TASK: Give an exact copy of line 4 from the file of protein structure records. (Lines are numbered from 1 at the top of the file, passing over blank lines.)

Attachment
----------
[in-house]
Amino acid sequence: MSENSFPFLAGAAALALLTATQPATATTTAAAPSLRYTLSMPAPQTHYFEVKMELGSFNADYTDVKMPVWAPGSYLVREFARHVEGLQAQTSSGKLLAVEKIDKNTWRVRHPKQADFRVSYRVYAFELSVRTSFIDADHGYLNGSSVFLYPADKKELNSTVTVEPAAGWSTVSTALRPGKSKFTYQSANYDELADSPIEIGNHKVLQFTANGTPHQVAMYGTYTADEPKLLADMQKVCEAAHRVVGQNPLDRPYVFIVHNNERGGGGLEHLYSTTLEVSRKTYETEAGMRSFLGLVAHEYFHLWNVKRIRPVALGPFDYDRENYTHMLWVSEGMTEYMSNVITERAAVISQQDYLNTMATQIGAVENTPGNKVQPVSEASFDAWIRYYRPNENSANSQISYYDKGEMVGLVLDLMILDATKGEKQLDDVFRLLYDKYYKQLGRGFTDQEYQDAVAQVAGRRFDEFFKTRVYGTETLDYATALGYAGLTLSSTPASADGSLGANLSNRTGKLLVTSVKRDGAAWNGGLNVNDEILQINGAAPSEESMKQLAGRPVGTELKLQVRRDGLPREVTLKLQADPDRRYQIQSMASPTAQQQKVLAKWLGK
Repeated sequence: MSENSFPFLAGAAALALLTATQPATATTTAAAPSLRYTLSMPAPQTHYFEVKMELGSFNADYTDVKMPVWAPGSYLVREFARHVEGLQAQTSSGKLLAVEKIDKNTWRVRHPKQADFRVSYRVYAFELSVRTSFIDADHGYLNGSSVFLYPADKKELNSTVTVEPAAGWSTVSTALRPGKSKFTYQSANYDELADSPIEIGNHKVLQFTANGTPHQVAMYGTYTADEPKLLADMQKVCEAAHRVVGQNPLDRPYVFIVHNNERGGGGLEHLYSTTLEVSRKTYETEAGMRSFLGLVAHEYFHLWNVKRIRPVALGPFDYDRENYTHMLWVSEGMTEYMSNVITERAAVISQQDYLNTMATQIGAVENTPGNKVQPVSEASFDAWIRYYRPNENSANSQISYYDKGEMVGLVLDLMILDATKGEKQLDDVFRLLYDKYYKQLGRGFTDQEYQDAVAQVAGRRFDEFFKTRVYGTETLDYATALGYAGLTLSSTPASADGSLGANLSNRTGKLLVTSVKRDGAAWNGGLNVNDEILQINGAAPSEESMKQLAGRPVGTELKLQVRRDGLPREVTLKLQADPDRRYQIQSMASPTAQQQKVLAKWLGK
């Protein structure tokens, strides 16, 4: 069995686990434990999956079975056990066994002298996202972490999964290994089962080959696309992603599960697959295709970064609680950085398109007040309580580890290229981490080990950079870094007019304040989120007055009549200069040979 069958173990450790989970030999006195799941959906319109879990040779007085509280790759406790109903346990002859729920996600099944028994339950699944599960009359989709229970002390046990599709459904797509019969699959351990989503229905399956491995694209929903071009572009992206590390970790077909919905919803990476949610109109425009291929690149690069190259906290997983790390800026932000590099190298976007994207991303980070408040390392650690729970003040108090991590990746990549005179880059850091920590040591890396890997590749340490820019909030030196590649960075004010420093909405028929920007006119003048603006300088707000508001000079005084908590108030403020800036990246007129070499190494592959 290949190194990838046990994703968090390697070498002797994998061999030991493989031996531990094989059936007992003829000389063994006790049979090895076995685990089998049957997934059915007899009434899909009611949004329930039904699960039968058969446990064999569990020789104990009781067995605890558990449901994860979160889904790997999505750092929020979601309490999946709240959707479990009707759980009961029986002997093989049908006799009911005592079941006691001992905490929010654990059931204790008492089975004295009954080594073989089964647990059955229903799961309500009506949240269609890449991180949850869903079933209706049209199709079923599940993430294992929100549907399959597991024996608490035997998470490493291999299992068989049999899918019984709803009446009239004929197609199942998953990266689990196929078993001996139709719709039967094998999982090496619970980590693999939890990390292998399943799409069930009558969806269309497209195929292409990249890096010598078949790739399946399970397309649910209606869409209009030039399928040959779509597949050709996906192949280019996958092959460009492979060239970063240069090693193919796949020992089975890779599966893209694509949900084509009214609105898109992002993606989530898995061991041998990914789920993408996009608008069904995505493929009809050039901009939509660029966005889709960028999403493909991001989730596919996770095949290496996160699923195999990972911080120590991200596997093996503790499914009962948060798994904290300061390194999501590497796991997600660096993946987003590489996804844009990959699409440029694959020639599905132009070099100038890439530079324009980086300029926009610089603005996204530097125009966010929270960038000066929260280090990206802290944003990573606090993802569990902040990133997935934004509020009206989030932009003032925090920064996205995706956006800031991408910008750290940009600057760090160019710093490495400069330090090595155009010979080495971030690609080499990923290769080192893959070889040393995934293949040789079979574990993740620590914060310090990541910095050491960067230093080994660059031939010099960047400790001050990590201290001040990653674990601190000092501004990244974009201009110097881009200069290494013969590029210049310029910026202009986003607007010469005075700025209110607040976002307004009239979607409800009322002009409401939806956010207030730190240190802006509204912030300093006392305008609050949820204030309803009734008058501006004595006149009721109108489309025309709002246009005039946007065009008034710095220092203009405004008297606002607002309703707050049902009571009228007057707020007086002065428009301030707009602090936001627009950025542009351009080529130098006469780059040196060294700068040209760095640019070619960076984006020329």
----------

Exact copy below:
């Protein structure tokens, strides 16, 4: 069995686990434990999956079975056990066994002298996202972490999964290994089962080959696309992603599960697959295709970064609680950085398109007040309580580890290229981490080990950079870094007019304040989120007055009549200069040979 069958173990450790989970030999006195799941959906319109879990040779007085509280790759406790109903346990002859729920996600099944028994339950699944599960009359989709229970002390046990599709459904797509019969699959351990989503229905399956491995694209929903071009572009992206590390970790077909919905919803990476949610109109425009291929690149690069190259906290997983790390800026932000590099190298976007994207991303980070408040390392650690729970003040108090991590990746990549005179880059850091920590040591890396890997590749340490820019909030030196590649960075004010420093909405028929920007006119003048603006300088707000508001000079005084908590108030403020800036990246007129070499190494592959 290949190194990838046990994703968090390697070498002797994998061999030991493989031996531990094989059936007992003829000389063994006790049979090895076995685990089998049957997934059915007899009434899909009611949004329930039904699960039968058969446990064999569990020789104990009781067995605890558990449901994860979160889904790997999505750092929020979601309490999946709240959707479990009707759980009961029986002997093989049908006799009911005592079941006691001992905490929010654990059931204790008492089975004295009954080594073989089964647990059955229903799961309500009506949240269609890449991180949850869903079933209706049209199709079923599940993430294992929100549907399959597991024996608490035997998470490493291999299992068989049999899918019984709803009446009239004929197609199942998953990266689990196929078993001996139709719709039967094998999982090496619970980590693999939890990390292998399943799409069930009558969806269309497209195929292409990249890096010598078949790739399946399970397309649910209606869409209009030039399928040959779509597949050709996906192949280019996958092959460009492979060239970063240069090693193919796949020992089975890779599966893209694509949900084509009214609105898109992002993606989530898995061991041998990914789920993408996009608008069904995505493929009809050039901009939509660029966005889709960028999403493909991001989730596919996770095949290496996160699923195999990972911080120590991200596997093996503790499914009962948060798994904290300061390194999501590497796991997600660096993946987003590489996804844009990959699409440029694959020639599905132009070099100038890439530079324009980086300029926009610089603005996204530097125009966010929270960038000066929260280090990206802290944003990573606090993802569990902040990133997935934004509020009206989030932009003032925090920064996205995706956006800031991408910008750290940009600057760090160019710093490495400069330090090595155009010979080495971030690609080499990923290769080192893959070889040393995934293949040789079979574990993740620590914060310090990541910095050491960067230093080994660059031939010099960047400790001050990590201290001040990653674990601190000092501004990244974009201009110097881009200069290494013969590029210049310029910026202009986003607007010469005075700025209110607040976002307004009239979607409800009322002009409401939806956010207030730190240190802006509204912030300093006392305008609050949820204030309803009734008058501006004595006149009721109108489309025309709002246009005039946007065009008034710095220092203009405004008297606002607002309703707050049902009571009228007057707020007086002065428009301030707009602090936001627009950025542009351009080529130098006469780059040196060294700068040209760095640019070619960076984006020329």